The Fundraising Regulator is to publish a full list of charities within the scope of its levy, and set out those who have not paid.
The regulator has announced plans to publish the information at the end of August – the close of the first levy year.
It follows publication this month of an initial list of charities who have registered with the Fundraising Regulator. The current register includes charities that have paid the levy and those that fall outside the levy threshold but have registered their support.
However, the regulator's board has decided to disclose the complete list of charities asked to contribute to the costs of regulating fundraising through the levy, in the interests of transparency and fairness to those who have paid in particular.
The regulator will first contact all non-respondents again, and ask the NCVO and Institute of Fundraising to contact those that are members to encourage levy payment.
The list will also be shared with the Charity Commission.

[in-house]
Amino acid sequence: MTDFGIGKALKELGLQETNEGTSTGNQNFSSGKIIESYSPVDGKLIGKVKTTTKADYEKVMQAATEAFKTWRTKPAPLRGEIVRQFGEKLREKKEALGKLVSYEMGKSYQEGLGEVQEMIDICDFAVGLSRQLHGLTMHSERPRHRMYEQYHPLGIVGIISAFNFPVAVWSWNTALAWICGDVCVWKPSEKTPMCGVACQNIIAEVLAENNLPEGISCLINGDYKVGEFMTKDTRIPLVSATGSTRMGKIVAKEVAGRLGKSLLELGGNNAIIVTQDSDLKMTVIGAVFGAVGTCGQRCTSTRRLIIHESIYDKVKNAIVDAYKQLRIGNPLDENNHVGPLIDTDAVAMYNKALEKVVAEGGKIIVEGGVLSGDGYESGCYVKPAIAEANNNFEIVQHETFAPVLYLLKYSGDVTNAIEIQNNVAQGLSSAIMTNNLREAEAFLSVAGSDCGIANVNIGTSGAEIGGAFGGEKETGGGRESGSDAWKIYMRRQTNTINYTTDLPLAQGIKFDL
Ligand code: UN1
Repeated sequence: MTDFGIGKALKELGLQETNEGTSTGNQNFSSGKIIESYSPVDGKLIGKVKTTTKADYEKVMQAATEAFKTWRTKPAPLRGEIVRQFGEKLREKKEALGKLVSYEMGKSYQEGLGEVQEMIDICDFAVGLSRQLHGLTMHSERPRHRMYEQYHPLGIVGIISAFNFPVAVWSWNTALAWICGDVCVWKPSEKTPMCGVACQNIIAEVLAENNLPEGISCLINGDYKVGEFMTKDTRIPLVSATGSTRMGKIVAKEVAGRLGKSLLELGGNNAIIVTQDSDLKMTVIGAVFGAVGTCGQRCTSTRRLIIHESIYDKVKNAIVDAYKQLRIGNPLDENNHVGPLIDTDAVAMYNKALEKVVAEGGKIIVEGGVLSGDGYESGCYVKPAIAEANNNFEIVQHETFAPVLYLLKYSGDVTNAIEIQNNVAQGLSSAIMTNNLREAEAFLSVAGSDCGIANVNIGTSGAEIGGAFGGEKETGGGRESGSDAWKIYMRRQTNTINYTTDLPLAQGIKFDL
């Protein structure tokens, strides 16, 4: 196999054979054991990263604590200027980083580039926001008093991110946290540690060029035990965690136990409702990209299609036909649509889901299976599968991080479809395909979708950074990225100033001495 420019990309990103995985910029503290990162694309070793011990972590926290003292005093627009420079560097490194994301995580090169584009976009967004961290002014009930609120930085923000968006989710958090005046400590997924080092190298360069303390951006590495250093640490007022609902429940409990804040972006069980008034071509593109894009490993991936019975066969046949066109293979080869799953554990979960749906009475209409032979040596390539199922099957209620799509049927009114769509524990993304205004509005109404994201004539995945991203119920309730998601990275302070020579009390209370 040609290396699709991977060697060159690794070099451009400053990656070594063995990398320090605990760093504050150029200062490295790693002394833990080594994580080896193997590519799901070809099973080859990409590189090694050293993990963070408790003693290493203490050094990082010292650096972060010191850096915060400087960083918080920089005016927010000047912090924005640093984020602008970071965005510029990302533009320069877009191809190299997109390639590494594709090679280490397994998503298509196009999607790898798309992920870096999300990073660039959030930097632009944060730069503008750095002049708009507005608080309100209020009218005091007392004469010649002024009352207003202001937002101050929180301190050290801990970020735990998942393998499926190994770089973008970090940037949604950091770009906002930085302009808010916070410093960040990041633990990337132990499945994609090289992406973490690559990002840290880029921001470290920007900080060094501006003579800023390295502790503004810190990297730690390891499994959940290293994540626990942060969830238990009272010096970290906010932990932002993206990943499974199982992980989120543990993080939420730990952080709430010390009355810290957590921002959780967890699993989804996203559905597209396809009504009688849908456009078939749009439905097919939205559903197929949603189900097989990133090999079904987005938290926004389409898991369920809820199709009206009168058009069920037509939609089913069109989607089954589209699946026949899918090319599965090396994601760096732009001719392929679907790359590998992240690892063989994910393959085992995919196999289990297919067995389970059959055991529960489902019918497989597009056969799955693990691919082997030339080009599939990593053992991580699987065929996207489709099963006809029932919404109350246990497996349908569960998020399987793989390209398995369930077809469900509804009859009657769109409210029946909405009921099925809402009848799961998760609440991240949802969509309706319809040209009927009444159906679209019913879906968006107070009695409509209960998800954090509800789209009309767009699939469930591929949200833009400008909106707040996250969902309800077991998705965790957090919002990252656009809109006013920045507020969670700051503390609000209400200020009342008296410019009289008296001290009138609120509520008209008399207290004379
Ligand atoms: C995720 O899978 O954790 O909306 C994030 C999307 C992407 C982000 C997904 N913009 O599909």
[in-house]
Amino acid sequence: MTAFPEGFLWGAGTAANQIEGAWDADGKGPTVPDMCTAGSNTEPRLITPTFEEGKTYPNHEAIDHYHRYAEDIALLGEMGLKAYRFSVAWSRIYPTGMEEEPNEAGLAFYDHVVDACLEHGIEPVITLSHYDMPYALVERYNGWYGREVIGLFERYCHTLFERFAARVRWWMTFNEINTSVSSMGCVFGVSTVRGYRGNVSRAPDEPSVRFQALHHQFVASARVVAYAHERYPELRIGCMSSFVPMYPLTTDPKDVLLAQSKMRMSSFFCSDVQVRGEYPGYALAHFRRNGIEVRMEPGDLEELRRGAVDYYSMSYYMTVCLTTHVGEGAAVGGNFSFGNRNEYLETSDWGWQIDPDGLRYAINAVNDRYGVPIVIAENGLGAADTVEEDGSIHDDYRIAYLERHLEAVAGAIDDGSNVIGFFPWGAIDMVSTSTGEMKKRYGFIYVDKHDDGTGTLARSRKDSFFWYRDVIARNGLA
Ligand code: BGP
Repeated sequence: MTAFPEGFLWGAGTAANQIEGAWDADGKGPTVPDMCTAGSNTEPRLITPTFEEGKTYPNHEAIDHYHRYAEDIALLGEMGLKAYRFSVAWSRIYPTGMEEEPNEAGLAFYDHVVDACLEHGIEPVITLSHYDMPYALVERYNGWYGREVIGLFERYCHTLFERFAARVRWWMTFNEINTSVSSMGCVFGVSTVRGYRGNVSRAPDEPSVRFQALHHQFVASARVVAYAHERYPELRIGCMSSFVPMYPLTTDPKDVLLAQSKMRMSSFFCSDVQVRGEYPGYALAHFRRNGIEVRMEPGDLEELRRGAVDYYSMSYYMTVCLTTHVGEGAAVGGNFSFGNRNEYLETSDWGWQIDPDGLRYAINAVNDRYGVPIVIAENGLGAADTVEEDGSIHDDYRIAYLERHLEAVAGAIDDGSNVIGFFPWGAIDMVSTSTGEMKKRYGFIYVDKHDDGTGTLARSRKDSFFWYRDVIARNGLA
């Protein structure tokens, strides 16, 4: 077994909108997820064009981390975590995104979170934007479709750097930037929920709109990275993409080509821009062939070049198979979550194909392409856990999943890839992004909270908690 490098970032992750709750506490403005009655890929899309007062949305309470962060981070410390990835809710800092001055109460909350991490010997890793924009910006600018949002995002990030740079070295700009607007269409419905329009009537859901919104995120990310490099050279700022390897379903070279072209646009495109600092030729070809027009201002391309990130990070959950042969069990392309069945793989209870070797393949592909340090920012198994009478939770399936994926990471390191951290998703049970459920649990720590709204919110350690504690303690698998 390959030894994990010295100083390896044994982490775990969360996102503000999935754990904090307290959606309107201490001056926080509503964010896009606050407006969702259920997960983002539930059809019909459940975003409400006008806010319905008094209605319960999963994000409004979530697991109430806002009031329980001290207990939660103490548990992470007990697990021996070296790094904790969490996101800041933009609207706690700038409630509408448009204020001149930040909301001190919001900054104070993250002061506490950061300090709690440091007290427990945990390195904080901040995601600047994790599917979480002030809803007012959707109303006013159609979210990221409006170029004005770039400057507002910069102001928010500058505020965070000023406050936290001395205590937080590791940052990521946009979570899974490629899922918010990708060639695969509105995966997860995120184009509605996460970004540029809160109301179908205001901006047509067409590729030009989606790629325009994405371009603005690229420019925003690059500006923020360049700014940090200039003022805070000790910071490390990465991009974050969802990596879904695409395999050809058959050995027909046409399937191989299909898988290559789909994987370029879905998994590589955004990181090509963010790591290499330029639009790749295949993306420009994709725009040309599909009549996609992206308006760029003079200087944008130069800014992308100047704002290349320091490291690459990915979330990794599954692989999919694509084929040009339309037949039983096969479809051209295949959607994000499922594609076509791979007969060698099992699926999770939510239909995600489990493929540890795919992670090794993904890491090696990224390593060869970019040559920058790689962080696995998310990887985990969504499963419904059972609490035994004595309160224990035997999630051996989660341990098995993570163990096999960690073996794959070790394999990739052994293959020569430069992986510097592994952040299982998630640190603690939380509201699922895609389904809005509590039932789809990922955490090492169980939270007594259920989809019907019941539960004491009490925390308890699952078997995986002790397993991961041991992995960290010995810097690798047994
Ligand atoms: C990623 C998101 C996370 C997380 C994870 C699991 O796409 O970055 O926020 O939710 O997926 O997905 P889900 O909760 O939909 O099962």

Fundraising Regulator chief executive Stephen Dunmore said “there is a clear public interest” that larger fundraising charities should support the regulation of fundraising and pay the annual levy.
“Based on the Annual Return charities are required to complete for the Charity Commission, 1,768 charities fall within the category to which the levy applies; unfortunately some have declined to pay and others have not replied at all to our communications about the levy.”
NCVO chief executive Sir Stuart Etherington said paying the levy demonstrates a commitment to good practice, and transparency around who has paid and who has not is fair “to all concerned”.
“I am very pleased that so many charities have already signed up to the Fundraising Regulator. It is a clear sign that the sector is taking quality regulation seriously and putting great importance on treating donors and the public with respect.”
IoF chief executive Peter Lewis encouraged all fundraising charities to sign up to support the regulator, and pay the levy as appropriate.
“We need an effective and properly resourced regulator to help ensure high levels of trust in our work and to make sure that when things go wrong quick action is taken to deal with it.”